Recording and processing vocals in controlled environments like professional music studios have their advantages. Undoubtedly, getting good sounding vocals with the right choice of microphones, preamps, isolated rooms, etc. can be easy. On the other hand, recording and processing vocals in a home studio (like many of us do), can be a daunting task. We hear human voices every day, and therefore we know how they should sound. In my opinion, the most prominent mistake people tend to make when it comes to vocal processing is to overextend the use of equalizers, compressors and other tools used to treat the vocals. In the next tutorial, I will go through 5 essential tips that will help you sculpt your vocal recording accurately.

Before we begin, I should mention that a good choice of a microphone is essential. Spend as much time as you need to decide what color and what characteristics your voice recording should have.  If you want a warmer sound, select a dynamic microphone. When recording, make a maximum distance of 2 to 5 inches. But if you want a clean and open sound, a condenser microphone with the large diaphragm is the way to go. In this case, you would need to stand a bit further from the microphone, let’s say 5 to 10 inches.


1. Choose to cut before boosting


This advice could be applicable when using an equalizer in general. In order to make a vocal warmer, you should cut the high-frequency area of the sound spectrum rather than boosting the lows. It’s always good to cut something to sound better. In the same way, boosting is mainly done to give a different character to a particular sound; in other words, to sound different.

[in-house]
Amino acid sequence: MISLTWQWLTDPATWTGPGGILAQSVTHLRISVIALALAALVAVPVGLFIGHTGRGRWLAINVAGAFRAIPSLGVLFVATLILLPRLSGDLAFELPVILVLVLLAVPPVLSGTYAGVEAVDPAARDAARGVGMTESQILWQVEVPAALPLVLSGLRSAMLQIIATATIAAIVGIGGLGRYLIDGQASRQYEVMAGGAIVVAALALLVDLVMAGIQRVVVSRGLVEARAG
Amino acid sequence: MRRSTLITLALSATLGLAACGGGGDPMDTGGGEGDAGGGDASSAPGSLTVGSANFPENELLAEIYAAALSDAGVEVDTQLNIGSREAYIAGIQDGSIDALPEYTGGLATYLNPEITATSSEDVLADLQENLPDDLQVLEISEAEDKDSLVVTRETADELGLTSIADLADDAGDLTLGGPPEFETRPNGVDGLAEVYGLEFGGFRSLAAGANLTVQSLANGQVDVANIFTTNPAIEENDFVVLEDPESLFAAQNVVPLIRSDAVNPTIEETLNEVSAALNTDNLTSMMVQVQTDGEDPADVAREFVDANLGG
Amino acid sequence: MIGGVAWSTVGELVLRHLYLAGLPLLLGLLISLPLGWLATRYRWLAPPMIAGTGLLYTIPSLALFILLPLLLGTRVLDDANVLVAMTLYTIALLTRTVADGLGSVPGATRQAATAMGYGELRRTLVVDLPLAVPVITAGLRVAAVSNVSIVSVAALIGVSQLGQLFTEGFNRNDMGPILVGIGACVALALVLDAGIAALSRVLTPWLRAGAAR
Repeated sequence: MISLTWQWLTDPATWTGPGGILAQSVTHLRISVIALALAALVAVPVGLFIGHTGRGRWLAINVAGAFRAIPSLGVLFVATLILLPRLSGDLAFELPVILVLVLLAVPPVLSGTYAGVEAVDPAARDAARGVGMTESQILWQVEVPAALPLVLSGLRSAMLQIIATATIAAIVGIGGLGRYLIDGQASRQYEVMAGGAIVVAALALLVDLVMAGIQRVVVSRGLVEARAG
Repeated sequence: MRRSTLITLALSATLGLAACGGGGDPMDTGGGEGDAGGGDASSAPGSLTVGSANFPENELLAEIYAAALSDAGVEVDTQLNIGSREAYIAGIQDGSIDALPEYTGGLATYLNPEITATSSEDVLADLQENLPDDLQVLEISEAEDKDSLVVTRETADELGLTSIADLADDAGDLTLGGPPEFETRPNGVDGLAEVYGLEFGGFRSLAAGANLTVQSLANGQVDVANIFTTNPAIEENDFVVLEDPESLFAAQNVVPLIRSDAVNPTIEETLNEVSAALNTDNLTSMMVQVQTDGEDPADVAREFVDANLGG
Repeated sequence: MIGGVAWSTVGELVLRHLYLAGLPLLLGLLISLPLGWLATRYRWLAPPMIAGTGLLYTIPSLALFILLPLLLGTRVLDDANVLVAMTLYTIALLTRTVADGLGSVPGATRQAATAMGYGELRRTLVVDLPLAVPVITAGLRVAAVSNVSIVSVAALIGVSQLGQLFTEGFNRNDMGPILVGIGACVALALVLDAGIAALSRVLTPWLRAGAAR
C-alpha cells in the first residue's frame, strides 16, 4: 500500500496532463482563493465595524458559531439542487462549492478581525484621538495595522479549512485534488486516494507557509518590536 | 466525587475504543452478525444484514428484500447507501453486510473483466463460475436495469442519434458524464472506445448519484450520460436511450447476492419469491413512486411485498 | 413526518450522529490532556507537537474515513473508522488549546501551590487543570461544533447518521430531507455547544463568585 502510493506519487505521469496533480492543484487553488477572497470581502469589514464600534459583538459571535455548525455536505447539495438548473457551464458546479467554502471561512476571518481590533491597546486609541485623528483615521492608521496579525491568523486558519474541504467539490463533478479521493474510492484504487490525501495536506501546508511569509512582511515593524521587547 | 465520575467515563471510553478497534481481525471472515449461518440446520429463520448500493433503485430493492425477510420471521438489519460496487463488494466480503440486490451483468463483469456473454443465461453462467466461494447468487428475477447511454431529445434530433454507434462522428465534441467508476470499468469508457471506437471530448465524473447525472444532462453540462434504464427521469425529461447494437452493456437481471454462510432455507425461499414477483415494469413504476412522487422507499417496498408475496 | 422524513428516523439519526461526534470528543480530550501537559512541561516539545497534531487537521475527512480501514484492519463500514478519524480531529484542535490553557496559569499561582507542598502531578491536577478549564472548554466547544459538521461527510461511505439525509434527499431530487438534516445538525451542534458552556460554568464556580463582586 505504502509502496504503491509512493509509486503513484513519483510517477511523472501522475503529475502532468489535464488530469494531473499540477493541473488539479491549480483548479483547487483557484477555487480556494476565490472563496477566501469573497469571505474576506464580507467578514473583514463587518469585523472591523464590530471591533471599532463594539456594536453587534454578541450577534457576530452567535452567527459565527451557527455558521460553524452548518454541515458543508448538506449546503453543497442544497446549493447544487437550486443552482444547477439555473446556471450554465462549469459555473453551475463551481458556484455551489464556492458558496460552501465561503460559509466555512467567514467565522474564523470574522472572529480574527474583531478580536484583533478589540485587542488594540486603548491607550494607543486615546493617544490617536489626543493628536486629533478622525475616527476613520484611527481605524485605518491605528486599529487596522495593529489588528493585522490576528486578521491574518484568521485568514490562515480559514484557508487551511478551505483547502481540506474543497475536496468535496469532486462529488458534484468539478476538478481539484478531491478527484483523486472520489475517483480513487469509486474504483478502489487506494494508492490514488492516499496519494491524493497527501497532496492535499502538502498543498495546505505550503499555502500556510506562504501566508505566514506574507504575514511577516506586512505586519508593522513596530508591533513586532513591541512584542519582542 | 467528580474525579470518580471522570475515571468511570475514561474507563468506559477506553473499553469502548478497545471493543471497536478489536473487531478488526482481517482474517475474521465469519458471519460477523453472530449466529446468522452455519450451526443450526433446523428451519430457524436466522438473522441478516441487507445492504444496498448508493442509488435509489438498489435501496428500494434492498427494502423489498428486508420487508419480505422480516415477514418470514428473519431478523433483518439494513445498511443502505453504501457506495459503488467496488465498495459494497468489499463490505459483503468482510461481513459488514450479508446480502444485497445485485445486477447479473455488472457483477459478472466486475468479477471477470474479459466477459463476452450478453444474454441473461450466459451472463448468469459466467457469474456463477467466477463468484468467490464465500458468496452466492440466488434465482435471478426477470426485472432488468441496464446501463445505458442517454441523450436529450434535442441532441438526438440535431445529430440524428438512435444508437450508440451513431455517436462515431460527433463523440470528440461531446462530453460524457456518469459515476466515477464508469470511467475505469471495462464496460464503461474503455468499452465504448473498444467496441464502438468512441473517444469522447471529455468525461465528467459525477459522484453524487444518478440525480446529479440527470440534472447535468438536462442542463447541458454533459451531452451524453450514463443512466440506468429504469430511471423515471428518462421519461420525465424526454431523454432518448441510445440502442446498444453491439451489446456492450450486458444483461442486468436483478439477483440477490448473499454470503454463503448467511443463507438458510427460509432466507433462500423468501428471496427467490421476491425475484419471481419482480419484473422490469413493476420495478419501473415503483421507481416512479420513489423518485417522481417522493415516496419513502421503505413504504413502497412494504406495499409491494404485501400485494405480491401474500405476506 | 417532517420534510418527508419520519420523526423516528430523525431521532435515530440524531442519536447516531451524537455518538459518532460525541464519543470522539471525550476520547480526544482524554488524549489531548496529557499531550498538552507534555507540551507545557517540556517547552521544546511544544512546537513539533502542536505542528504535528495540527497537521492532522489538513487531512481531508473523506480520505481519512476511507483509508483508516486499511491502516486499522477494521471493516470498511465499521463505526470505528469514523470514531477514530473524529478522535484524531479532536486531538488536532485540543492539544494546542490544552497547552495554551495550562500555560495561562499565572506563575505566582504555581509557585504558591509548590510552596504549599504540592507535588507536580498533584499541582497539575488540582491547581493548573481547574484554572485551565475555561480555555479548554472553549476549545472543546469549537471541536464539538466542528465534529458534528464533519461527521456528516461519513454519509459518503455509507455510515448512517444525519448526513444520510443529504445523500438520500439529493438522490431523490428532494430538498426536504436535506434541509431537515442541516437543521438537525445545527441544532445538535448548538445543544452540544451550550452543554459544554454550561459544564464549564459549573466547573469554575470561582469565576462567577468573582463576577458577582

2. Go easy on boosting and cutting

A vocal that was well recorded in the first place doesn’t need radical cutting or boosting. The scope of 5 decibels up or down should be quite sufficient. More than that will make your vocals sound unnatural in most of the cases.


3. Cut everything below 50 Hz

When you look at the spectrum analyzer, most vocals are centered between 120 Hz and 250 Hz. Bearing that in mind, everything below 50 Hz is just unnecessary noise and rumble. So you should cut everything below that value in order to avoid interfering with other elements of the song.


4. To improve the clarity of the vocal try boosting between 2 and 6 kHz.


In some cases, vocal sounds too warm and can’t come to the surface. In this case boost above mentioned frequency range with a wide bandwidth for about 3 dB`s. This will help the vocal to achieve clarity.


5. Get rid of the muddiness


Vocals aside, muddiness is one of the greatest enemies of a good mix. For example, if you need to record a band with a couple of guitars and vocalist, guitars will take a large portion of the frequency spectrum between 250 Hz and 350 Hz. Therefore you can make a 3dB cut on the vocals around 300 Hz. This is applicable if the vocals already sound full. If it sounds thin, this technique should be avoided.

I hope you will find these tips helpful, but please keep in mind one last thing. If something sounds good, it doesn’t need any treatment. Trust your ears the most since they are the best judge.